According to Ken Follett "Riddle of the Sands" is the first modern thriller and was included by the Observer as one of the 100 Greatest Novels of All Time. "Riddle of the Sands" was introduced to me by John Browning on the weather rail of a Bermuda Race on Ed du Moulin and Harold Oldak's Blaze. It's a classic tale featuring the kind of small boat offshore adventuring the Brits enjoy.

In the Hurricane's Eye: The Genius of George Washington and the Victory at YorktownThomas Keogh, Jr.History

Recognized today as one of the most important naval engagements in the history of the world, the Battle of the Chesapeake—fought without a single American ship—made the subsequent victory of the Americans at Yorktown a virtual inevitability. A riveting and wide-ranging story, full of dramatic, unexpected turns, In the Hurricane's Eye reveals that the fate of the American Revolution depended, in the end, on Washington and the sea.
Philbrick includes diagrams of the sequential maneuvers of ships of the line in battle which made me feel like I was reading a tactical how-to in Sailing World - and then I remembered that he used to write those, too. He quotes his brother who described the engagements as "team racing with cannons"!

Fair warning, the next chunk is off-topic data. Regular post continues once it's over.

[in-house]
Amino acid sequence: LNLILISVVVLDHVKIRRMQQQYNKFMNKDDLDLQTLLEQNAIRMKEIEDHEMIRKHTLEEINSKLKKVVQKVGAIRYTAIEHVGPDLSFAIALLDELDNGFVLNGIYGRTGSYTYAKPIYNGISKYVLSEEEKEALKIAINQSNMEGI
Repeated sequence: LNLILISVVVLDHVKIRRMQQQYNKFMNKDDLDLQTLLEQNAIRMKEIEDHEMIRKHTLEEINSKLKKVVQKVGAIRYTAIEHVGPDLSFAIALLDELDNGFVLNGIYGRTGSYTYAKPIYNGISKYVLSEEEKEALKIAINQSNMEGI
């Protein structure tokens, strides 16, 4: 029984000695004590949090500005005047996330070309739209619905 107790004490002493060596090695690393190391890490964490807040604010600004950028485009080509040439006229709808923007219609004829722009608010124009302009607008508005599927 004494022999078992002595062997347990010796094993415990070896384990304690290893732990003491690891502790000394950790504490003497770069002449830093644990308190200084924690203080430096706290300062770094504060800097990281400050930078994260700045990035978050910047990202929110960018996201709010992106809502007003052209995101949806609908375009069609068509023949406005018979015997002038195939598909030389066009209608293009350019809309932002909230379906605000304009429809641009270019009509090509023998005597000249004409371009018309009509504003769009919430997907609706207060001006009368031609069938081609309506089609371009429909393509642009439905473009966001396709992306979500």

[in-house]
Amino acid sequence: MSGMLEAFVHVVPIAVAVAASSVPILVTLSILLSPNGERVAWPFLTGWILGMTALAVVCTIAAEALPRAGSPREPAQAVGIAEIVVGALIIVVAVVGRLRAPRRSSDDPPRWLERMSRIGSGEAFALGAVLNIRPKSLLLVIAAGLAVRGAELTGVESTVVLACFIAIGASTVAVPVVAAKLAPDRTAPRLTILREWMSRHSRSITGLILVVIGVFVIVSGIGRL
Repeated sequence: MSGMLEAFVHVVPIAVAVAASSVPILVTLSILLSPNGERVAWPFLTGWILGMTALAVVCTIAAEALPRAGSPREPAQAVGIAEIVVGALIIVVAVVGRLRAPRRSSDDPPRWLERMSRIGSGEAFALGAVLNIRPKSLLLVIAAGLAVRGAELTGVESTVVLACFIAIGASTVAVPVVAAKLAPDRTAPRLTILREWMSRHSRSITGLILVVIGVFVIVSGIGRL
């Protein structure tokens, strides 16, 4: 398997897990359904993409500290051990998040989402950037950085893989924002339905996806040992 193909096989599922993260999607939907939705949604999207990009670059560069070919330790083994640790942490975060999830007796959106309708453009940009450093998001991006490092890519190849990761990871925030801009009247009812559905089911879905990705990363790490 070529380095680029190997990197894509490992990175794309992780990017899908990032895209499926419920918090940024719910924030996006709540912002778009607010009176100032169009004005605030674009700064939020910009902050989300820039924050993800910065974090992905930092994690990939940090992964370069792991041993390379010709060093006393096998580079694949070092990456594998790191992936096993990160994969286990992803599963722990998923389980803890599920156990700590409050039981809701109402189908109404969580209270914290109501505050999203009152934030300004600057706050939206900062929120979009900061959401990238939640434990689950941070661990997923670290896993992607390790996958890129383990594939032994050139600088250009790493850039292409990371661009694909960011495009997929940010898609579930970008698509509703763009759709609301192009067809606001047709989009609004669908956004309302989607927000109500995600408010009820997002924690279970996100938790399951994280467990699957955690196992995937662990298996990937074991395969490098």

I am the author of this book. Below is the publisher's description:

A maritime adventure memoir that follows a crew of misfits hired to sail an 18th-century warship 6,000 miles to Hollywood

In the late 1990s, Patrick O’Brian’s multimillion-copy-selling historical novel series—the Aubrey–Maturin series, which was set during the Napoleonic Wars—seemed destined for film. With Russell Crowe as Jack Aubrey and Paul Bettany as Stephen Maturin, the production only needed a ship that could stand in for Lucky Jack’s HMS Surprise, with historical accuracy paramount. The filmmakers found the Rose, a replica of an 18th-century ship that would work perfectly. Only there was one problem: the Rose was in Newport, Rhode Island, not in Southern California, where they would be filming. Enter a ragtag crew of thirty oddballs who stepped up for the task, including Will Sofrin, at the time a 21-year-old wooden-boat builder and yacht racer, who joined as the ship’s carpenter.

All Hands on Deck is Sofrin’s memoir of the epic adventure delivering the Rose to Hollywood. It’s a story of reinvention, of hard work on the high seas, of love, and of survival. The Rose was an example of the most cutting-edge technology of her era, but in the 21st century, barely anyone had experience sailing it. The crew effectively went back in time, brought to life the old ways of a forgotten world, and barely lived to tell the tale. Just a few days in, a terrifying hurricane-strength storm nearly sank the Rose, and later, a rogue wave caused a nearly fatal dismasting. And the ups and downs weren’t limited to the waves—with the crew split into factions, making peace between warring camps became necessary, too, as did avoiding pirates and braving the temptations of shore leave. All Hands on Deck is a gripping story of an unforgettable journey and a must-read for fans who adore O’Brian’s novels and the dramatic film adaptation of Master and Commander.